October 1, 2013; Marquette Tribune


A Milwaukee nonprofit board of directors filed for a restraining order against its previous executive director, who is also the founder. The organization, called Repairers of the Breach, is, according to its website, “Greater Milwaukee’s grassroots homeless outreach, provider of the area’s only daytime refuge and resource center for homeless people.” Created in 1994, Repairers provides food, clothes, sleeping bags, shower facilities, free medical services, birth certificates, and other services for the Milwaukee homeless community.

According to the Marquette Tribune, members of the board fired MacCanon Brown on August 26th, and according to court papers, she refused to leave her post and continues to act as the organization’s director. The papers state that earlier in the week, Brown and several others “took over a board meeting August 22nd and elected themselves as the organization’s new board.” (Four of them— Bernard Cohen, Will McGraw, Dorothy Jackson, and Sheila Grady—are listed on the Repairers website as comprising the current board, with George Martin listed as “member at large.”) The documents also said Brown created a letterhead for Repairers indicating they were the organization’s board.

The Milwaukee Journal Sentinel says that “Brown contacted the financial institutions that do business with Repairers and told them to remove the current board led by [current board chair Joyce] Roesler from the accounts, and substitute her name and [website board treasurer Sheila] Grady’s name. The website of the agency was altered with the names of the ‘new board,’ and Brown contacted the landlord and asked her to change the locks to the Repairers offices without authority.”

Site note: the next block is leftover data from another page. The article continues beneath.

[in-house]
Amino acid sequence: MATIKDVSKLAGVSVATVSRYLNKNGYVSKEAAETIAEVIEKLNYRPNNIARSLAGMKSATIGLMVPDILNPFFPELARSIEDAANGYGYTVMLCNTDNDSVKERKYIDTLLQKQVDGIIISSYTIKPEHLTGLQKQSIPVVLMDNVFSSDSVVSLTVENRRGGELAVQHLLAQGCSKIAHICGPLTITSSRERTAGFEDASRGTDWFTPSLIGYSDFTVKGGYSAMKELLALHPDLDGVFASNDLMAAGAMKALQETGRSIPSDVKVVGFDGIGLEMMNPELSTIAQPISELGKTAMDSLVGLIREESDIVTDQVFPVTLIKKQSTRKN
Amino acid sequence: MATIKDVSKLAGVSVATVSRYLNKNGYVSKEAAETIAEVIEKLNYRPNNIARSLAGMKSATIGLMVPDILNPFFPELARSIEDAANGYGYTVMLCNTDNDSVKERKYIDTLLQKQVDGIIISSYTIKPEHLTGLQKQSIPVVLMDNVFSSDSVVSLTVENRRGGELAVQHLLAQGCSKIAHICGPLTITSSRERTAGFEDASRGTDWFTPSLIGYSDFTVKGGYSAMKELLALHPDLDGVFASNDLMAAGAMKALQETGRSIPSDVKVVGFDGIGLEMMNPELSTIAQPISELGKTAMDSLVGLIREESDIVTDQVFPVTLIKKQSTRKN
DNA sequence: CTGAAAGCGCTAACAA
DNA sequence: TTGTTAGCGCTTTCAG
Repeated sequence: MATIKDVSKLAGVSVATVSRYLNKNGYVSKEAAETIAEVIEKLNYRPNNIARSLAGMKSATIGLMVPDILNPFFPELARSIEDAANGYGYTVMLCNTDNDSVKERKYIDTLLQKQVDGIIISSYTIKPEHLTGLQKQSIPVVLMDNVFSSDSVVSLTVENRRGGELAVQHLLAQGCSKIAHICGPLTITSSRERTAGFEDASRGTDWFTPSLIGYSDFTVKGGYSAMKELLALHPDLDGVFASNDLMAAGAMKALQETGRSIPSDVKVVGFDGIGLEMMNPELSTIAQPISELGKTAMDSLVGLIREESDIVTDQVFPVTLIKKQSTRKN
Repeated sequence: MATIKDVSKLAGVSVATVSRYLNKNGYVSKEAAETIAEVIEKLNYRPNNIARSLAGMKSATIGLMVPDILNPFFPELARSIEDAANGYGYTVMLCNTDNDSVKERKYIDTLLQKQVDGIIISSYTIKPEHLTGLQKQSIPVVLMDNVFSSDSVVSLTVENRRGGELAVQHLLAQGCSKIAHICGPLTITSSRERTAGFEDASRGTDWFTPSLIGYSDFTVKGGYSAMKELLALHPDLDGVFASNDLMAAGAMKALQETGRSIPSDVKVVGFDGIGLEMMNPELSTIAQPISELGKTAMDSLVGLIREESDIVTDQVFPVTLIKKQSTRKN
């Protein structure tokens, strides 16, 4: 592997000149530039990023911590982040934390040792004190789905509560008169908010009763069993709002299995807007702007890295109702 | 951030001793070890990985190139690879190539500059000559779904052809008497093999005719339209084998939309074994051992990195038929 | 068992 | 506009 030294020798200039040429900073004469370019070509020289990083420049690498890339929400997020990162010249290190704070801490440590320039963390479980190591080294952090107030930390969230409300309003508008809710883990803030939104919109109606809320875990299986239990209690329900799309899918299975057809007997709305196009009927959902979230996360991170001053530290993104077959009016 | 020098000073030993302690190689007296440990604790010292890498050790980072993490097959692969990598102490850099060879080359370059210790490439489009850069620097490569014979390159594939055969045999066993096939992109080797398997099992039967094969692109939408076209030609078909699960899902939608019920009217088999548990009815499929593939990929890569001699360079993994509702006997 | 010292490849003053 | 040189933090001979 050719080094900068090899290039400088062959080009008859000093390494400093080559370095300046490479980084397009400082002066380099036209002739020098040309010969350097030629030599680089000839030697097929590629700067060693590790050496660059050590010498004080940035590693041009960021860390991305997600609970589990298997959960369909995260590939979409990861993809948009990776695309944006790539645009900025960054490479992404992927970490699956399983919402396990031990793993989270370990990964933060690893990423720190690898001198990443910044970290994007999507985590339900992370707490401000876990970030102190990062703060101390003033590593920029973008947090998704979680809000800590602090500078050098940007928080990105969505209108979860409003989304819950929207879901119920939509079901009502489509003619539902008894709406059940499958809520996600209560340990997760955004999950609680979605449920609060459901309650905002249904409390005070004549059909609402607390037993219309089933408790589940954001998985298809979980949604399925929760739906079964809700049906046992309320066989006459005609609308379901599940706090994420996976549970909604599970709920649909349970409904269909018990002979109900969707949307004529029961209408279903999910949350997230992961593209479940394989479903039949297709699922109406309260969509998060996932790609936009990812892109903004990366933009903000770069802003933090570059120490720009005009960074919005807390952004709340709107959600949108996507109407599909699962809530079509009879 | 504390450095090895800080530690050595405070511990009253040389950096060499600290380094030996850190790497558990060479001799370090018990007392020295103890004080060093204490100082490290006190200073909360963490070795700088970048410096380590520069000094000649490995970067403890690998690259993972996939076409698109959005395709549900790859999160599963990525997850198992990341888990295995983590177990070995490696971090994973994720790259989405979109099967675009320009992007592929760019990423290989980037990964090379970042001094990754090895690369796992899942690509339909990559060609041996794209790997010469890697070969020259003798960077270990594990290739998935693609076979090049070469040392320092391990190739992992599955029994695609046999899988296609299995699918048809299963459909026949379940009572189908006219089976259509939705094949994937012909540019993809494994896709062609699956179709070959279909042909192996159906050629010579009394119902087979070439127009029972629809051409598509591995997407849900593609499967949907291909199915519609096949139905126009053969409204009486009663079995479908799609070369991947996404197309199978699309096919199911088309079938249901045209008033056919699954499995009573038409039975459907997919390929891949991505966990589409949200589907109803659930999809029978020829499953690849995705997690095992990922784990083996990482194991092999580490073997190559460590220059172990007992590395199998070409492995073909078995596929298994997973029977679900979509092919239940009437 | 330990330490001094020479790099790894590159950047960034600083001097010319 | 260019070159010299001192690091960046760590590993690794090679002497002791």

After the firing of Brown, the board appointed Carolyn Young, previously the organization’s director of finance, as interim executive director to replace Brown. According to court documents, Young was terminated by the board led by Brown, and last appeared at the center on August 26th, along with Jonalyn Paden, administrative assistant for Repairers, who stated in an affidavit, “I have not physically reported to work since Aug. 26 due to the atmosphere MacCanon Brown created at Repairers.”

While the outcome of the standoff is unsure, those who will lose out in the short-term might be the volunteers and potentially those being served. Allen Samson[JS1] , a junior in the College of Nursing at Marquette University who was interviewed in the Tribune article, began volunteering at Repairers recently through her work with another nonprofit serving the homeless, and said she was disappointed after hearing about the lawsuit. “It would be sad if Repairers of the Breach’s services suffered due to this disconnect.” Marquette provides an average of about 20 Marquette student volunteers at the center each semester as service learning students, according to Maryann Radowski, service learning coordinator at Repairers.

An October 10th hearing has been scheduled relating to an injunction that seeks to stop Brown and the five others cited above from claiming they have any legal standing with Repairers, from entering the Repairers center, clinic or office, and from having access to the Repairer’s website.—John Brothers


NPQ has repeatedly suggested that long-time leaders do succession planning so that the notion of separating the person from the organization at some point can be discussed by everyone involved. Particularly in the case of founders, this is a question of good practice. You can read more about this topic in the following features: “Flying Monkeys: Organizational Considerations in an Executive Transition,” “Rediagnosing ‘Founder’s Syndrome’: Moving Beyond Stereotypes to Improve Nonprofit Performance,” “Departing? Arriving? Surviving and Thriving: Lessons for Seasoned and New Executives,” and “Founders and Other Gods.”